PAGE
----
Foodstyle Review Magazine

Steak with blue-cheese butter

Eye-fillet steak with butter flavoured with blue cheese is as classic as it gets, and for good reason – it tastes so good (as long as you are a meat eater), and is surprisingly easy to cook if you follow a few basic steak-cooking rules.

This meat cut, eye-fillet, is the easiest cut to cook and the most tender of all beef cuts. Accordingly, it is the most expensive cut. In New Zealand eye-fillet costs between $35 and $50 a kilogram so treat it with respect. We have used Silver Fern Farms which is aged and fully trimmed and ready to rock. The product is packaged as Tenderloin Eye Fillet and it comes as one piece of meat. Cut it in half for two servings.

Take your steaks out of the fridge before you cook them and bring them up to room temperature.  Season them with salt and pepper (side picture 1)

Make the blue cheese butter. Use NZ blue cheese of course.

We have used 100g of Mainland creamy blue. Mash the cheese with a fork into about 30g of room temperature butter until evenly combined. Mould into a log shape on a piece of baking paper and roll up in the paper and twist the ends so you have a fat cigar shape (side pictures 2 and 3). Chill in the fridge for at least 30 minutes.

When you are ready to cook your steaks, get your pan/skillet hot, without getting dangerous, because you need to sear the meat (side picture 4), not stew it in its own steam. Use a little neutral oil in the bottom of skillet to stop the meat from sticking. Before cooking, take butter out of the fridge, unwrap and cut into thick medallions.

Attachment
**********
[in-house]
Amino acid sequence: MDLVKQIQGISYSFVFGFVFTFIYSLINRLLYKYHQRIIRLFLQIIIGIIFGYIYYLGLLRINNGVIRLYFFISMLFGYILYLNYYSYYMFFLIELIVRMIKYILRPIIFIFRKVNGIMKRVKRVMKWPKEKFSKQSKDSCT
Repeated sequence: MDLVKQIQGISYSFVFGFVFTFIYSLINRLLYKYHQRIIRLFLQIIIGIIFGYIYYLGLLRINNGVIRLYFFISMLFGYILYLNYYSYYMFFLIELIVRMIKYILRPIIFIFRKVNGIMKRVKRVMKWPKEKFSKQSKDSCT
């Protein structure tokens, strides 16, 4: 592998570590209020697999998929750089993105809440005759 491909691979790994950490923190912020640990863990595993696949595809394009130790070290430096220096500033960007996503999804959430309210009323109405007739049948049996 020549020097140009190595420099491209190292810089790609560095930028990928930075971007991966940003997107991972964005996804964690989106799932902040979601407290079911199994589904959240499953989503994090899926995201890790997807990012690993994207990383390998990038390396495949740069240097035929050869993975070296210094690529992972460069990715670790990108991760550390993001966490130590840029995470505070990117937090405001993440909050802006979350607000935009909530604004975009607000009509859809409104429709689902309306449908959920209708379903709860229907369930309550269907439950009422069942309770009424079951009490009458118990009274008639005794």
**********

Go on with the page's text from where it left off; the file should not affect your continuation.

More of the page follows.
The meat surface will look worse than it is, but it will provide a crisp outside while containing the juices inside the steak.

Cook for 3.5 minutes (medium rare). Turn steaks over. After one minute place a medallion of butter on the top of each.

Serve each portion with a fresh medallion of blue cheese butter on the top if need be.
For serving condiments you can't go wrong with the summer salad featured in this issue, a handful of home-made chips, or the delicious layered potatoes featured in the Spring 2009 issue of Foodstyle magazine online.


Summer 2016-2017

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